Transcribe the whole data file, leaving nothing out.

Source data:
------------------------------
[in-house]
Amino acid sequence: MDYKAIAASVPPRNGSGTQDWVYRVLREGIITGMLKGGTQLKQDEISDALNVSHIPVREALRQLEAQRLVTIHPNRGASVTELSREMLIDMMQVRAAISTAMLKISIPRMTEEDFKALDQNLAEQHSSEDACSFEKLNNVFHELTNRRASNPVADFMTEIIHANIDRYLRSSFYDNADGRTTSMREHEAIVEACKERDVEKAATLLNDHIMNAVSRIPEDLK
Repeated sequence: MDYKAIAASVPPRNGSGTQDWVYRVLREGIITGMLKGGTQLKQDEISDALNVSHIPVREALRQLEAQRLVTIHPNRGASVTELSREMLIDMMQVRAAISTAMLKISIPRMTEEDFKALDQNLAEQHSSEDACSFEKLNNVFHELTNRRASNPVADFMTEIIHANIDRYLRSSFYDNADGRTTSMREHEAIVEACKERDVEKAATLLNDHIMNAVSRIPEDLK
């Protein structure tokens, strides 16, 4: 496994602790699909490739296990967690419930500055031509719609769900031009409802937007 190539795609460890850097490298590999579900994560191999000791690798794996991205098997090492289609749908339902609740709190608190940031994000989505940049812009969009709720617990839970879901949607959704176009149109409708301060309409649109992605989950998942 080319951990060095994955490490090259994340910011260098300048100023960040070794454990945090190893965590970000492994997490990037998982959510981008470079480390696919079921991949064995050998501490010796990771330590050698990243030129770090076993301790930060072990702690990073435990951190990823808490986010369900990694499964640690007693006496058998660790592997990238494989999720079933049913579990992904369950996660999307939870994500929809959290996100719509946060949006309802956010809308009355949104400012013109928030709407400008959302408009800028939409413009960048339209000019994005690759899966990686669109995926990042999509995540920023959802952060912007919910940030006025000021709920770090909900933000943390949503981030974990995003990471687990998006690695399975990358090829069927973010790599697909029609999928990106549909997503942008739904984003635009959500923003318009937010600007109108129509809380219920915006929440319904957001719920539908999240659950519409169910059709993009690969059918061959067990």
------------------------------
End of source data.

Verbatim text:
[in-house]
Amino acid sequence: MDYKAIAASVPPRNGSGTQDWVYRVLREGIITGMLKGGTQLKQDEISDALNVSHIPVREALRQLEAQRLVTIHPNRGASVTELSREMLIDMMQVRAAISTAMLKISIPRMTEEDFKALDQNLAEQHSSEDACSFEKLNNVFHELTNRRASNPVADFMTEIIHANIDRYLRSSFYDNADGRTTSMREHEAIVEACKERDVEKAATLLNDHIMNAVSRIPEDLK
Repeated sequence: MDYKAIAASVPPRNGSGTQDWVYRVLREGIITGMLKGGTQLKQDEISDALNVSHIPVREALRQLEAQRLVTIHPNRGASVTELSREMLIDMMQVRAAISTAMLKISIPRMTEEDFKALDQNLAEQHSSEDACSFEKLNNVFHELTNRRASNPVADFMTEIIHANIDRYLRSSFYDNADGRTTSMREHEAIVEACKERDVEKAATLLNDHIMNAVSRIPEDLK
């Protein structure tokens, strides 16, 4: 496994602790699909490739296990967690419930500055031509719609769900031009409802937007 190539795609460890850097490298590999579900994560191999000791690798794996991205098997090492289609749908339902609740709190608190940031994000989505940049812009969009709720617990839970879901949607959704176009149109409708301060309409649109992605989950998942 080319951990060095994955490490090259994340910011260098300048100023960040070794454990945090190893965590970000492994997490990037998982959510981008470079480390696919079921991949064995050998501490010796990771330590050698990243030129770090076993301790930060072990702690990073435990951190990823808490986010369900990694499964640690007693006496058998660790592997990238494989999720079933049913579990992904369950996660999307939870994500929809959290996100719509946060949006309802956010809308009355949104400012013109928030709407400008959302408009800028939409413009960048339209000019994005690759899966990686669109995926990042999509995540920023959802952060912007919910940030006025000021709920770090909900933000943390949503981030974990995003990471687990998006690695399975990358090829069927973010790599697909029609999928990106549909997503942008739904984003635009959500923003318009937010600007109108129509809380219920915006929440319904957001719920539908999240659950519409169910059709993009690969059918061959067990």